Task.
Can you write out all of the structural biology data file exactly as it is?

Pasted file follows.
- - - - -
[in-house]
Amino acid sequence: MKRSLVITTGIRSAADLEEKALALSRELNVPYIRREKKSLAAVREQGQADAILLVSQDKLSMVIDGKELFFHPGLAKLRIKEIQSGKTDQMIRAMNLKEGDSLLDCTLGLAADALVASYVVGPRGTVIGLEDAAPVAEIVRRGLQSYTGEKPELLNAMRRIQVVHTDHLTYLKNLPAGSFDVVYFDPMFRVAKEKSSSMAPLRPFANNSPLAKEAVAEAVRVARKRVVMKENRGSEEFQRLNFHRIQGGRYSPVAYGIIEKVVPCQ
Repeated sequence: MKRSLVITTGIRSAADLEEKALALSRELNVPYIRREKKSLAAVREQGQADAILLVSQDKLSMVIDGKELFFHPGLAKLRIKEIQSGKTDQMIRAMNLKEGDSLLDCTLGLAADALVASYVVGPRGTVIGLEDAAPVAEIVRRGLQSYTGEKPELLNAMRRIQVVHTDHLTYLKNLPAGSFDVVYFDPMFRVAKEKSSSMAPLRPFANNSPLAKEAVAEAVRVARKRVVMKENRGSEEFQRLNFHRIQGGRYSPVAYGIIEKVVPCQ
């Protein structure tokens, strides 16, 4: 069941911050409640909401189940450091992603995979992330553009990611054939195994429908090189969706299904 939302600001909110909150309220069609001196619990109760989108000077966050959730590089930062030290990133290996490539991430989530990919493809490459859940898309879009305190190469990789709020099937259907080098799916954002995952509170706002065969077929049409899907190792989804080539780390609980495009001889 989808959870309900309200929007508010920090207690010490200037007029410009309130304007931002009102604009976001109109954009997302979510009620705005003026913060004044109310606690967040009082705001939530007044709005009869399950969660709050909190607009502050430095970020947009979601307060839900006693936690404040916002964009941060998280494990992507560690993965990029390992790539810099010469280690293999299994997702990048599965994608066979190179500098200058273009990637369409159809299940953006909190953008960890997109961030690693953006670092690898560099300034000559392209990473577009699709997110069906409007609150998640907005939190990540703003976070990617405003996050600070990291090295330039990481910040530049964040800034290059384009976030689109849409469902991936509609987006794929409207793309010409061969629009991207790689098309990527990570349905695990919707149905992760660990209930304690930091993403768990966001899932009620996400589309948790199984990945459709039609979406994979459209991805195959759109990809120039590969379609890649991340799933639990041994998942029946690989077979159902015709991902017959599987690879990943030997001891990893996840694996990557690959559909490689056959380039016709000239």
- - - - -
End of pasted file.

[in-house]
Amino acid sequence: MKRSLVITTGIRSAADLEEKALALSRELNVPYIRREKKSLAAVREQGQADAILLVSQDKLSMVIDGKELFFHPGLAKLRIKEIQSGKTDQMIRAMNLKEGDSLLDCTLGLAADALVASYVVGPRGTVIGLEDAAPVAEIVRRGLQSYTGEKPELLNAMRRIQVVHTDHLTYLKNLPAGSFDVVYFDPMFRVAKEKSSSMAPLRPFANNSPLAKEAVAEAVRVARKRVVMKENRGSEEFQRLNFHRIQGGRYSPVAYGIIEKVVPCQ
Repeated sequence: MKRSLVITTGIRSAADLEEKALALSRELNVPYIRREKKSLAAVREQGQADAILLVSQDKLSMVIDGKELFFHPGLAKLRIKEIQSGKTDQMIRAMNLKEGDSLLDCTLGLAADALVASYVVGPRGTVIGLEDAAPVAEIVRRGLQSYTGEKPELLNAMRRIQVVHTDHLTYLKNLPAGSFDVVYFDPMFRVAKEKSSSMAPLRPFANNSPLAKEAVAEAVRVARKRVVMKENRGSEEFQRLNFHRIQGGRYSPVAYGIIEKVVPCQ
């Protein structure tokens, strides 16, 4: 069941911050409640909401189940450091992603995979992330553009990611054939195994429908090189969706299904 939302600001909110909150309220069609001196619990109760989108000077966050959730590089930062030290990133290996490539991430989530990919493809490459859940898309879009305190190469990789709020099937259907080098799916954002995952509170706002065969077929049409899907190792989804080539780390609980495009001889 989808959870309900309200929007508010920090207690010490200037007029410009309130304007931002009102604009976001109109954009997302979510009620705005003026913060004044109310606690967040009082705001939530007044709005009869399950969660709050909190607009502050430095970020947009979601307060839900006693936690404040916002964009941060998280494990992507560690993965990029390992790539810099010469280690293999299994997702990048599965994608066979190179500098200058273009990637369409159809299940953006909190953008960890997109961030690693953006670092690898560099300034000559392209990473577009699709997110069906409007609150998640907005939190990540703003976070990617405003996050600070990291090295330039990481910040530049964040800034290059384009976030689109849409469902991936509609987006794929409207793309010409061969629009991207790689098309990527990570349905695990919707149905992760660990209930304690930091993403768990966001899932009620996400589309948790199984990945459709039609979406994979459209991805195959759109990809120039590969379609890649991340799933639990041994998942029946690989077979159902015709991902017959599987690879990943030997001891990893996840694996990557690959559909490689056959380039016709000239």